A compression bandage is a individually applied elastic bandage, which exerts pressure from the outside on a part of the body and thus improves the return flow of blood and lymph fluid from the periphery to the heart.
In contrast to solid compression stockings, which have a similar mode of action and are used for similar indications, a Compression bandage Corrected by doctors or experienced nursing staff each time the bandage is changed and may be wrapped tighter or wider. This is particularly useful at the beginning of compression therapy if, for example, existing water retention (Edema) must first be transported away before the leg regains its original shape.
General information can be found at: Lymphatic drainage
Types of compression bandages
Many different types of compression bandages exist. Distinctions can be made both according to the manufacturer and according to the winding technology.
The materials offered by the various manufacturers differ only insignificantly, so that the question of which sanitary napkins should be used, for example, is often a matter of taste. The different wrapping techniques for applying a compression bandage also differ only slightly.
Well laid out and securely wrapped, each type leads to the desired result. The decision for one or the other technique should ultimately depend on the comfort of the patient (which bandage feels most comfortable?) And on the skill of the person changing the diaper, as not everyone is equally good at every technique. Two of the most important winding techniques are described in more detail below.
Applying a compression bandage
Basically there is a before every application of a compression bandage careful skin care and wound careif there are open wounds.
At the beginning you draw a so-called Stocking bandage over the area to be wound. It is used later for fixation and fastening, but also functions as skin and pressure protection. Then comes a careful one Padding. This padding can be done with special padding or foam bandages. It is just as important to avoid pressure points and the like as it is to improve the comfort for the patient. Here you should be meticulous to ensure that there are no wrinkles and that the entire surface is covered evenly.
In connection the actual compression wrap begins with elastic bandages according to the technique that you have chosen. Finally, the stocking bandage is turned over and pulled up. It is important with all forms of compression bandages that the end of the body part that is being wrapped remains free. For example, the Toes never get wrapped up, since the blood circulation, the sensitivity (i.e. the feeling) and the motor skills (i.e. the mobility) must be checked at any time.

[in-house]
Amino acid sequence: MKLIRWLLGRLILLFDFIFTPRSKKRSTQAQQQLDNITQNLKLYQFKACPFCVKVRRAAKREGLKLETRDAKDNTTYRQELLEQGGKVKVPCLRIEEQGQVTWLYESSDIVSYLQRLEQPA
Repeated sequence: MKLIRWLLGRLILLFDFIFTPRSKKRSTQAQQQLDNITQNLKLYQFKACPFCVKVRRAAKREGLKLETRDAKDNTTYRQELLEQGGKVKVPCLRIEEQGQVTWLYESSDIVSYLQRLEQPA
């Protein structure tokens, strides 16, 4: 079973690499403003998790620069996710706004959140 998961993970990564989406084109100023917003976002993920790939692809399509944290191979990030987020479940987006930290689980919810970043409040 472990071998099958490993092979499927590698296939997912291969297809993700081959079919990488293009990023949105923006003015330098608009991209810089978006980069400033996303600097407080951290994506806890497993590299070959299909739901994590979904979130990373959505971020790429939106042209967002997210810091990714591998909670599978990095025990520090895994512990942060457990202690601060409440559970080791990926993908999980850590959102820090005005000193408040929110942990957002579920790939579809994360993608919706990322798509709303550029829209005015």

In addition, the joints that are enclosed by the compression bandage (usually the ankle) are always in the so-called Functional position wrapped up. In the case of the ankle, this means, for example, wrapping the foot at a 90 degree angle to the lower leg. This later enables the patient to walk around freely and is gentle on both muscles and joints. The pressure exerted by the compression bandage should always be strongest on the foot (or “far from the heart”) and then be somewhat weaker “close to the heart”. In this way, the outflow of blood and lymph fluid can be optimally supported. The aim should be to apply pressure that is strong enough to achieve the therapeutic intention, but not so strong that it causes damage and complications. The exact tensile strength, like the perfect technique, is purely a matter of practice and experience.
Compression bandage according to Sigg
When putting on a compression bandage according to Sigg, you start with a liner and careful padding as described above.
The first of the two compression bandages required is then applied to the outer edge of the arch of the foot. The toes remain free, while the rest of the foot always from the outside in towards the bottom up is wrapped. The area of the heel, which must also be carefully bandaged, is particularly important. There should be no wrinkles or creases at any time. These wraps around the foot, heel and ankle are continued until the first pad has been completely used up. It can be easily fixed with two strips of plaster.